We are grieving injustice and racism, so evident in American society right now, and all too often in the structures and systems of academia. We wanted to share a few resources readers may find helpful in lamenting racism and working for justice at this time. We as ESN staff members recognize our own need to keep learning and growing in our work toward justice in the university and in campus ministry. Please feel free to reach out to us as you find it helpful with prayer needs and ideas for how ESN can support you.
—Bob Trube & Hannah Eagleson, ESN Director and Associate Director
Jemar Tisby, In the wake of yet more anti-Black violence: We must ‘fight the freeze’
Leader and scholar Jemar Tisby shares a helpful framework for finding a path to action when the weight of injustice feels paralyzing.
Kadrian Hinton, Through My Lens—The Master Liberator
Author and campus minister Kadrian Hinton models finding lament and hope in this reflection from earlier this year.
Danielle Cadet, Your Black Colleagues May Look Like They’re Okay—Chances Are They’re Not
A helpful read for colleagues of Black academics and professionals.
InterVarsity President Tom Lin’s Official Statement
Tom Lin shares his official statement, “InterVarsity Resolved to Pursue Justice and Reconciliation.”
A Prayer from InterVarsity Leader Greg Jao
Shared by permission.
“I can’t breathe.”
Were those the last words of 1.8 million enslaved Africans who did not survive the Middle Passage from Africa to America, as they suffocated below deck and died of disease and malnutrition?
Were those the last thoughts of more than 4,400 African American men and women, boys and girls—sometimes entire families—as they were lynched in nearly every state in our country?
Were those the last experiences of African Americans dying of COVID-19, at two or three times the rate of other ethnicities, in significant part because of the ways racism daily affects their bodies, their communities, their access to healthcare, etc.?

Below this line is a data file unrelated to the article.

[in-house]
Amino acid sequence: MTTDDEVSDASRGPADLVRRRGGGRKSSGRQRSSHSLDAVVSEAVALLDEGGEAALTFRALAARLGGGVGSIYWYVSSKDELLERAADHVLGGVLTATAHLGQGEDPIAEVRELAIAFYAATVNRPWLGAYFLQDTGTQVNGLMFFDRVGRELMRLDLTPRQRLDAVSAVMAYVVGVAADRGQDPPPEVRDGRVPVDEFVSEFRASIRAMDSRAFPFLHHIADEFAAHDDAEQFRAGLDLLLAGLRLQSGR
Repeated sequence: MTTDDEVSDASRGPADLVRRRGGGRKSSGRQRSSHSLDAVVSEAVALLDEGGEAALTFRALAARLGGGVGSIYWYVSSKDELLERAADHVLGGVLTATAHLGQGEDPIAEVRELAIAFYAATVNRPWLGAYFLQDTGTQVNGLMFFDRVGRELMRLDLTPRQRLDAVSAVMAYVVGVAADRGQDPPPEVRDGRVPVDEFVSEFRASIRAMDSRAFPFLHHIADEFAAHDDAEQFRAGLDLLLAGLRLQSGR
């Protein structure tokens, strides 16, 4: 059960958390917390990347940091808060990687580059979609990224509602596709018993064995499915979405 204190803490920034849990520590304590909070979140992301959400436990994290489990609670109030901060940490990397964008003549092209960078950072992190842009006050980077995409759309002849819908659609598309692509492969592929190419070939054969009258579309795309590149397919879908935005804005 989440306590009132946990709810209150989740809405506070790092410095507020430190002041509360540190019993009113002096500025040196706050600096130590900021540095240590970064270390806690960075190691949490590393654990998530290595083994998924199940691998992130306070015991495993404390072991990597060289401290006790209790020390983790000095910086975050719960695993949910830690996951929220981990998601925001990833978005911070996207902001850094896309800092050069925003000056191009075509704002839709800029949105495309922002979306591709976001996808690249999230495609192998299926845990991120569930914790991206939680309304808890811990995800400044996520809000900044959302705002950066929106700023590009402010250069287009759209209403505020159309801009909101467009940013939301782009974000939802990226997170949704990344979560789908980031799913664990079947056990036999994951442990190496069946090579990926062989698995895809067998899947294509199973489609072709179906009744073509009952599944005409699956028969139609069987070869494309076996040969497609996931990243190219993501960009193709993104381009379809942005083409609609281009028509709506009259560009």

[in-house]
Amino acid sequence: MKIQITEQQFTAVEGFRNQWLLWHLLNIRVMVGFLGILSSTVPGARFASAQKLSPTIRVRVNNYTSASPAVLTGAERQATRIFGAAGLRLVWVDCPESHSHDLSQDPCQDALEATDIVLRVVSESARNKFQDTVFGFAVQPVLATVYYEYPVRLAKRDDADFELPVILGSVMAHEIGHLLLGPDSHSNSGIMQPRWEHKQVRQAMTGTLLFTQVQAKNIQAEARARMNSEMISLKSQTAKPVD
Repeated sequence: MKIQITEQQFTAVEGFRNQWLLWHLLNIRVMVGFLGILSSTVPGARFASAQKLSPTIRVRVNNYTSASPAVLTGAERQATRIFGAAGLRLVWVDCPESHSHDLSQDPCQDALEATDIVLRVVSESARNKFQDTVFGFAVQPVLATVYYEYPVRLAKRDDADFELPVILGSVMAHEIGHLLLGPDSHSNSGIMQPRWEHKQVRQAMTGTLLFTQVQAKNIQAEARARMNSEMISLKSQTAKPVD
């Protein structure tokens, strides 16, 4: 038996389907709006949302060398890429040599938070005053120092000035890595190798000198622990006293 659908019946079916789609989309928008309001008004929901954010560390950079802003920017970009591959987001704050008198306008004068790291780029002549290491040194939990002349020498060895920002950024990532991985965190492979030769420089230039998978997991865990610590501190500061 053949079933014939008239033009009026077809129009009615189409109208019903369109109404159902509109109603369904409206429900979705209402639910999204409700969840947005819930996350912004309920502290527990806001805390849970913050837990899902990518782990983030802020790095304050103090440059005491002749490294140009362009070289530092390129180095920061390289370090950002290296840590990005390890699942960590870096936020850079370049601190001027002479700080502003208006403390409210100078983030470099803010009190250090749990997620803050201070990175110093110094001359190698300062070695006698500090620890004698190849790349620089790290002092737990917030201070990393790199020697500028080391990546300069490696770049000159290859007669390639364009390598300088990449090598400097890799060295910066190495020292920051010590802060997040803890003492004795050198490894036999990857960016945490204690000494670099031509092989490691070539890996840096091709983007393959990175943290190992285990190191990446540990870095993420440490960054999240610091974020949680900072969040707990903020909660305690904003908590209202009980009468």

“I can’t breathe.”
That’s why the last words of Eric Garner and George Floyd resonate so deeply.
That’s why so many willingly say those words today as tear gas (and other chemical gasses) fill their lungs while they protest.
“I can’t breathe” is very different from “I’m holding my breath.”
That’s why I should not hold my breath when someone begins a racist comment, and I hope they will not finish it.
That’s why I should not hold my breath when I challenge racism and worry about how someone will respond.
That’s why I should not hold my breath wondering whether my church, my community, my company, my cause, or my country—and my leaders—will say something truthful and transformative about the racist realities we live in.
That’s why I should not hold my breath worrying about whether peaceful protests will be co-opted by those who wish to distract or profit by engaging in violence and looting.
You have entrusted me with the ability to breathe, Lord, so I will not hold my breath.
Give me honesty to use my breath to confess how I engage, participate, or am complicit in racism. Give courage to use my breath to speak up, speak out, and speak to. Give me faith to use my breath to sing lament, coming judgment, and the hope of transformation. Give me conviction to use my breath to pray, “Your kingdom come, your will be done on earth as it is in heaven.”
Lord, have mercy. I can breathe, so let me use my breath.
About the author:
The Emerging Scholars Network is always seeking opportunities to identify, encourage, and equip the next generation of Christian scholars to be a redeeming influence in the academy, church, and the world. As you have an announcement, a "call for papers", an event, a prayer request (e.g., campus, field, higher ed), a resource suggestion, a review, etc., which is in concord with our Kingdom of God endeavor, please send materials (marketing/sales material not accepted) for consideration to post via email or the ESN Writer Survey. Thank-you. To God be the glory!
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